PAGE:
• “[what services, if any, were required] to place [the child] in the same position [he] would have occupied but for the district’s violations of IDEA.”
  • “[the student’s] specific educational deficits resulting from his loss of FAPE and the specific compensatory measures needed to best correct those deficits”
  • “what services [the student] needs to elevate him to the position he would have occupied absent the school district’s failures”

You can read more case law decisions and hearing office quotes in this report. Know that the author of that report is an attorney for school districts, so it is not without bias.

Having an attorney is important to this. A good special education attorney can help you gather up the data to show how and when your child was denied FAPE.

What can I spend the comp ed on?

The short answer of course, is education. However, it is essential that the family get this defined in the settlement agreement. Especially if you intend to use it for things like transportation to access the services or technology (a laptop or device) to use for school work.

Some of the things that my clients have used their funds for:

  • Technology
  • Internet access at home
  • Transportation to community college and tutoring
  • Vocational Evaluations
  • Therapy
  • Tutoring

Items that are not usually included:

  • College Tuition
  • Vehicles

Problems to Avoid with Comp Ed

Over the years, I have had several clients receive comp ed. However, once their situation got to that point, I had passed them off to an attorney. I have never handled this myself as an advocate.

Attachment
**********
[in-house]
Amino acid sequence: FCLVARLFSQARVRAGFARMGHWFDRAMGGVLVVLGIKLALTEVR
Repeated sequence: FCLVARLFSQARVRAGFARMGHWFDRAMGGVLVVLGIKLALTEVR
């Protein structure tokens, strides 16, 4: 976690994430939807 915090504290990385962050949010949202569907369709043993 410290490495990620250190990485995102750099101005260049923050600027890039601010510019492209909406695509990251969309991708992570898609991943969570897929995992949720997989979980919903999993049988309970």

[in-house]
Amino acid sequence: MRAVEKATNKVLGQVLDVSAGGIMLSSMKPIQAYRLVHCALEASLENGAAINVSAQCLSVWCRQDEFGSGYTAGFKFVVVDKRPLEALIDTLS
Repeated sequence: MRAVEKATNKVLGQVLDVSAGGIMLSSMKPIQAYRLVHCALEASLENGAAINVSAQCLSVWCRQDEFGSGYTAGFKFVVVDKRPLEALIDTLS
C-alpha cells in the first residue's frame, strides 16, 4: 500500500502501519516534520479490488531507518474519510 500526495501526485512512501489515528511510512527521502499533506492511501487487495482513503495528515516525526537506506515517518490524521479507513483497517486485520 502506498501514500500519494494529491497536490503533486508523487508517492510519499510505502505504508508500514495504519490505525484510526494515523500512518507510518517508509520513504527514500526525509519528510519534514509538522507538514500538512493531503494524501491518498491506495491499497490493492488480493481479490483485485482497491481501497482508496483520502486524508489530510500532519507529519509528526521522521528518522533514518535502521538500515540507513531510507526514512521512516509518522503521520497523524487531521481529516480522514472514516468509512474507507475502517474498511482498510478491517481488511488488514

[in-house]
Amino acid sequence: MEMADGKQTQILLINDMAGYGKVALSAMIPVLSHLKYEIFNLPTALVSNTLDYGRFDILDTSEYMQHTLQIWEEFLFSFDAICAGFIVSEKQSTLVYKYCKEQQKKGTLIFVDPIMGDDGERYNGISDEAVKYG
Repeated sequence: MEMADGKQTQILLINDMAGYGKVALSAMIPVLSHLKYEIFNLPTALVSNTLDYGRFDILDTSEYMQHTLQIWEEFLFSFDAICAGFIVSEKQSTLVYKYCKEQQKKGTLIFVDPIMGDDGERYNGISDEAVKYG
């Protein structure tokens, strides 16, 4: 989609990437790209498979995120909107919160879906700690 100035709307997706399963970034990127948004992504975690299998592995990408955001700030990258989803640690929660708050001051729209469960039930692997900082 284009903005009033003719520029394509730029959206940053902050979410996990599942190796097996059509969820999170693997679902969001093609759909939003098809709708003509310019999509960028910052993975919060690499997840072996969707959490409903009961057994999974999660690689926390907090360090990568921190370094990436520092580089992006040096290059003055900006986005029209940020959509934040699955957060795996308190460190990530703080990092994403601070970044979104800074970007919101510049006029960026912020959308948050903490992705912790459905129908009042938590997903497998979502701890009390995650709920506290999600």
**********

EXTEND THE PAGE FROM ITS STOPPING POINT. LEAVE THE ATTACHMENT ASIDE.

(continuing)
And, a few stories are from the street, so to speak. I heard them from other advocates. Learn from past mistakes and make sure that your attorney addresses these issues.

  • Time frame/age not long enough: Since most kids with IEPs can stay in school until 21, most comp ed funds expire at that time. However, I have had clients who did not even receive their comp ed funds until age 18 or 19, so age 21 was just not enough time. We got those bumped back to 25.
  • Reimbursement System: Get it clearly defined how the money will be paid out. And, make sure that works for the parent. I had one parent who had to pay for the services first, then get reimbursed 60-90 days later. Problem was, she was a single mom living in poverty, and could not afford to pay for these services, nor did she have a credit card.
  • Distribution System: I highly recommend you contact your local Arc or other agency and see if there is a joint trust of some kind that you can use to access the funds. One family had a particularly tense relationship with the school. Then, their comp ed fund required her to hand deliver invoices into the school office, despite the child then having an out of district placement. In other words, despite getting the situation worked out, she still had to walk into a hostile environment monthly and ask for money.
  • Qualifying Items clearly defined: Brainstorm with your attorney and advocate on every possible expense that you would want covered. You don’t want things excluded after all of this.
  • Attorney Fees: There is one local firm that takes 30% of all comp ed funds from parents. This often is overlooked (by the parent) at the time they are agreeing to use this attorney, as it catches many of them by surprise when it happens. Though they’ve often signed a contract stating this. Be clear of what the legal fees are up front.

Gag Orders

Please know that at least in my area, these situations are always accompanied by a gag order. That is, if you file for Due Process and arrive at a Settlement Agreement, you likely will not be able to talk about it.

This is how school districts keep things under wraps and systemic problems never get fixed.

But, I understand, parents have to do what is best for their kids.